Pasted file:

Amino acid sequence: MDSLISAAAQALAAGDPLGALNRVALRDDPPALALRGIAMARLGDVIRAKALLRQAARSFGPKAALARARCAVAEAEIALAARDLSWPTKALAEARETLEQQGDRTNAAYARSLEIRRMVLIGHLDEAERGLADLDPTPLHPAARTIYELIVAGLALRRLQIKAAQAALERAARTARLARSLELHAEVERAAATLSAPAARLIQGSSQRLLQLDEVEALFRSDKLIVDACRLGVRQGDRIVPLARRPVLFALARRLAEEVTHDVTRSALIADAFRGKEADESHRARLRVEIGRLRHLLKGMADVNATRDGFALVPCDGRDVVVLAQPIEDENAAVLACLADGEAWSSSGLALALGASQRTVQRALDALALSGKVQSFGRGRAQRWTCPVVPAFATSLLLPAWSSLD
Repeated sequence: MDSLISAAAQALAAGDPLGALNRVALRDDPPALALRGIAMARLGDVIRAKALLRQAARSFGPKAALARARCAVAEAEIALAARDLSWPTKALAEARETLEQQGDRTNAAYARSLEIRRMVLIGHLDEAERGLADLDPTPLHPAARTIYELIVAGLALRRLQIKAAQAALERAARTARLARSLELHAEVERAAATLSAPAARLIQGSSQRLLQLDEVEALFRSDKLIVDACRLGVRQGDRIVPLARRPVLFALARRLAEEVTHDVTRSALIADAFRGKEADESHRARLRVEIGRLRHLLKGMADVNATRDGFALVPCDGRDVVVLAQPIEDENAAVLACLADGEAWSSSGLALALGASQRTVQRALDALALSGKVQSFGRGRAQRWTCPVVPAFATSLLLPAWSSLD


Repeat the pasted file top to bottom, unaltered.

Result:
Amino acid sequence: MDSLISAAAQALAAGDPLGALNRVALRDDPPALALRGIAMARLGDVIRAKALLRQAARSFGPKAALARARCAVAEAEIALAARDLSWPTKALAEARETLEQQGDRTNAAYARSLEIRRMVLIGHLDEAERGLADLDPTPLHPAARTIYELIVAGLALRRLQIKAAQAALERAARTARLARSLELHAEVERAAATLSAPAARLIQGSSQRLLQLDEVEALFRSDKLIVDACRLGVRQGDRIVPLARRPVLFALARRLAEEVTHDVTRSALIADAFRGKEADESHRARLRVEIGRLRHLLKGMADVNATRDGFALVPCDGRDVVVLAQPIEDENAAVLACLADGEAWSSSGLALALGASQRTVQRALDALALSGKVQSFGRGRAQRWTCPVVPAFATSLLLPAWSSLD
Repeated sequence: MDSLISAAAQALAAGDPLGALNRVALRDDPPALALRGIAMARLGDVIRAKALLRQAARSFGPKAALARARCAVAEAEIALAARDLSWPTKALAEARETLEQQGDRTNAAYARSLEIRRMVLIGHLDEAERGLADLDPTPLHPAARTIYELIVAGLALRRLQIKAAQAALERAARTARLARSLELHAEVERAAATLSAPAARLIQGSSQRLLQLDEVEALFRSDKLIVDACRLGVRQGDRIVPLARRPVLFALARRLAEEVTHDVTRSALIADAFRGKEADESHRARLRVEIGRLRHLLKGMADVNATRDGFALVPCDGRDVVVLAQPIEDENAAVLACLADGEAWSSSGLALALGASQRTVQRALDALALSGKVQSFGRGRAQRWTCPVVPAFATSLLLPAWSSLD